Advertising Rhetoric 101: How Are You Talking To Consumers?
We don’t all actively learn how to use words effectively, though. The basics of marketing tactics see some creators learning about ethos, logos and pathos, but these tactics can’t be used if you don’t know how to create compelling conversation.
Are you looking to increase your engagement and retain more of your consumer audience through advertising rhetoric? Then take a look back at your old content. How are you addressing potential consumers? Is there a way for you to change your language? If you experiment with what you have to say, you may find that your content becomes more accessible
What Content Are You Making?
Before you can start writing your ad copy, you need to know what kind of content you’re working on. Some of the most effective forms of content include:
- Blogs – Be they short-form or long-form, blogs allow you to immediately share content with consumers while also providing them with a revisit-able resource.
- Videos – More common nowadays, video scripts require as much attention as video formatting if you’re going to connect with consumers.
- Infographics – When you break up your text with visual aids, you give consumers’ eyes more to look at while also helping them retain the information you’re sharing.
- Case Studies – Specific scenarios, as relayed through a blog, allow consumers to get to know you and your business better.
- Checklists – How-to lists and listicles are among the most popular forms of content online because of their accessibility.
- Social Media Posts – The popularity of the Big Four social media platforms means that you can share written or visual content with an international consumer audience, as long as you’ve put in the time to make that content internationally accessible.
- Memes – A sillier form of marketing content, memes allow you to content with younger consumers through neo-Dadaism and humor.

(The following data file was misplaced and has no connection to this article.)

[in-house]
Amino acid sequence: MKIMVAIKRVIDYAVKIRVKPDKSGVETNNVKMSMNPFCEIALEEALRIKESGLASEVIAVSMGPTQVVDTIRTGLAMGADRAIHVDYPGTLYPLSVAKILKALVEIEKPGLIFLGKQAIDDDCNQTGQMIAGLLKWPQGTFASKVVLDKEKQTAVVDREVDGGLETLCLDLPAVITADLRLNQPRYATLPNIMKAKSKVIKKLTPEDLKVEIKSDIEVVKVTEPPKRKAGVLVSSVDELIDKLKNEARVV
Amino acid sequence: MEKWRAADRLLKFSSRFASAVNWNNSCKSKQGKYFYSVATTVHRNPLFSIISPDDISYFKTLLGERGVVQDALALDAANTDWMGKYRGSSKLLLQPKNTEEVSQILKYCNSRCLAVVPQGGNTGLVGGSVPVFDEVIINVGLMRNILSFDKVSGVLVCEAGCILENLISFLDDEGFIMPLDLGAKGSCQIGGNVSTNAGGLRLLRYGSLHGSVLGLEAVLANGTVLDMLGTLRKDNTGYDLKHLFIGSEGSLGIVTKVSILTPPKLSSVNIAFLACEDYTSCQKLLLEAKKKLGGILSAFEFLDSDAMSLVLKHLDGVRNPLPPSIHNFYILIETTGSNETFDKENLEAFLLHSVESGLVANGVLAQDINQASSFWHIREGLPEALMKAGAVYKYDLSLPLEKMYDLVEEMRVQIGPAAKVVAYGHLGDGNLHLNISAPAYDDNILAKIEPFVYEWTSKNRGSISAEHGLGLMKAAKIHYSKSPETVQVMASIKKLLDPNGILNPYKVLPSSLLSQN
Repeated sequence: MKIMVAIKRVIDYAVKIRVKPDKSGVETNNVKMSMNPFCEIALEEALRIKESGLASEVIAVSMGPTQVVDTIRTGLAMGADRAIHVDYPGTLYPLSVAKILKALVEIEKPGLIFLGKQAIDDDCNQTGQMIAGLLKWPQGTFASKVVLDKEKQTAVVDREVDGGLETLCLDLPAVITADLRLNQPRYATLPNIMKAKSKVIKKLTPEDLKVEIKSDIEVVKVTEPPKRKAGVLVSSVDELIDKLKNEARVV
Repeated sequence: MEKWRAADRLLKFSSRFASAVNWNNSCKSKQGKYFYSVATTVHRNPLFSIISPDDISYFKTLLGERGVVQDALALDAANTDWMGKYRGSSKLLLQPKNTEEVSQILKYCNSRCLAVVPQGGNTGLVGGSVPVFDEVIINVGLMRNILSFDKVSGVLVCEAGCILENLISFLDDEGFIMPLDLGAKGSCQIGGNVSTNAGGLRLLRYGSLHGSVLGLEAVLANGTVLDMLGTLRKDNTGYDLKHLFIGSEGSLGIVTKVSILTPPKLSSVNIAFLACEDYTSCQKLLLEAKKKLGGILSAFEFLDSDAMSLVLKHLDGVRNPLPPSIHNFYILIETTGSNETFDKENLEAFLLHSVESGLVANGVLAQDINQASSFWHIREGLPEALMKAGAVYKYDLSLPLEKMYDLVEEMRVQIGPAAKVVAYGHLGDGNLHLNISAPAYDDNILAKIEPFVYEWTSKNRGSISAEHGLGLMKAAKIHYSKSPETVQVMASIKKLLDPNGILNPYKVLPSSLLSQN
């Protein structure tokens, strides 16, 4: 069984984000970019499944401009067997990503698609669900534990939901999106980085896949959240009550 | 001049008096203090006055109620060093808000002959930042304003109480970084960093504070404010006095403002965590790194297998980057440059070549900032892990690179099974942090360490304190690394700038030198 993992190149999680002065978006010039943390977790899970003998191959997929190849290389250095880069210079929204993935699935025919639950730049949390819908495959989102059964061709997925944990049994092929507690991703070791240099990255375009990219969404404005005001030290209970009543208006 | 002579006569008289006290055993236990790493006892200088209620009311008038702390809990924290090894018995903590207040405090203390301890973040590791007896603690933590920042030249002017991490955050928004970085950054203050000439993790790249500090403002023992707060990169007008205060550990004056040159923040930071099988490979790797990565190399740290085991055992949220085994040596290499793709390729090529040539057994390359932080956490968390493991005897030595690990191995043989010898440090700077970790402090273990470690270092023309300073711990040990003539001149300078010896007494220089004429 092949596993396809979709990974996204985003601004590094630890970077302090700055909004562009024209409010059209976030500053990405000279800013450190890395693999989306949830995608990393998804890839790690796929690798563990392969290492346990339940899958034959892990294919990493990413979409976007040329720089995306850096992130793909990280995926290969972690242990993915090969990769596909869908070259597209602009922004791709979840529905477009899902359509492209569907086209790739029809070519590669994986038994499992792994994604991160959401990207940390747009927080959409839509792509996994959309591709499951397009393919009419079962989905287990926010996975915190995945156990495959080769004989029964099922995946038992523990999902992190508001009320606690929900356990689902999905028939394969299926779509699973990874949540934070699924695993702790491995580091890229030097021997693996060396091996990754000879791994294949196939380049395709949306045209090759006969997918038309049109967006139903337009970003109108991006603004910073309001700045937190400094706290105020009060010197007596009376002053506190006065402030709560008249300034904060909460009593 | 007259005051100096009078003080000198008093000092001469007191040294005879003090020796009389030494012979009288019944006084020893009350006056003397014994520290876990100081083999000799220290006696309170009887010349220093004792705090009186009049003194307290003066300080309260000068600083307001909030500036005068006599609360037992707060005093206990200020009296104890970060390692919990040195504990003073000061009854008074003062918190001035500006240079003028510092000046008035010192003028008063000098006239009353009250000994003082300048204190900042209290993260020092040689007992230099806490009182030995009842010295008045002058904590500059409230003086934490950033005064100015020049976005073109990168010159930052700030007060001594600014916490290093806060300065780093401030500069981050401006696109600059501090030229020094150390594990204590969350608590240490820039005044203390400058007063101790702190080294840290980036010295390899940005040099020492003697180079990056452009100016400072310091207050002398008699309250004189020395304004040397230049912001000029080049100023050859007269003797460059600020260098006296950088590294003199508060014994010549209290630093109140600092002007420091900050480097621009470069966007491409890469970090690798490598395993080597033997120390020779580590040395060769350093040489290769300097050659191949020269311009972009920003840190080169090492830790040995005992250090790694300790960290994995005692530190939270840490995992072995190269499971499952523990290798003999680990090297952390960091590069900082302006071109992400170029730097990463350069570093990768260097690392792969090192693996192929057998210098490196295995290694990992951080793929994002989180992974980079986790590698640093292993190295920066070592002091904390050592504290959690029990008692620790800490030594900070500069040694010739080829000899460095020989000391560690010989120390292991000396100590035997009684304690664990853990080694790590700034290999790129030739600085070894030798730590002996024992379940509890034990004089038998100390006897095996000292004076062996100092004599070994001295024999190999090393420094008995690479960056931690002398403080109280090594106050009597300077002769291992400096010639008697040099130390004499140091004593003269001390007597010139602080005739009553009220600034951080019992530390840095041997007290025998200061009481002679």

Each of these content types uses a different form of advertising Rhetoric to connect with consumers—and you need to watch yours appropriately. Don’t use meme-speak in a blog post, and make sure you’re not ignoring any particular forms of content.
What Language Are You Using?
From here, it’s a matter of choosing what kind of language you want to address your audience with. When choosing the language you want to use, think about your industry and audience. Do you work in a technologically-fluent field and reach out to an equally fluent audience? Then your content may be more jargon-heavy. Comparatively, if you work in the makeup industry and reach out to a younger audience, your language will be more casual.
For example, consider the difference between these two lines of copy:
1. When you use our new line of lipsticks, you’ll be able to eat, drink and play in a colorful way.
2. Our hypo-allergenic, variant lipstick shades reject average makeup standards and make you look unique.
One of these lines is far more appropriate for a casual audience than the other. If you used the second line in an ad, you’d probably get fewer conversions and more confused comments than you would if you used the first.
A/B Test Your Copy
Writing copy requires you to draft and redraft your work. If you want to experiment with your copy variations, use an A/B testing tool. These advertising rhetoric tools share your content variations with different audience ratios so you can understand which will be more effective upon publication.
Don’t try and publish the first draft of your copy. Instead, take the time to carefully tailor your language to suit your audience. As you put more effort into your choice of words and framework, you’ll find that consumers are more willing to engage with your posts.
Image attribution: Jakub Jirsák – stock.adobe.com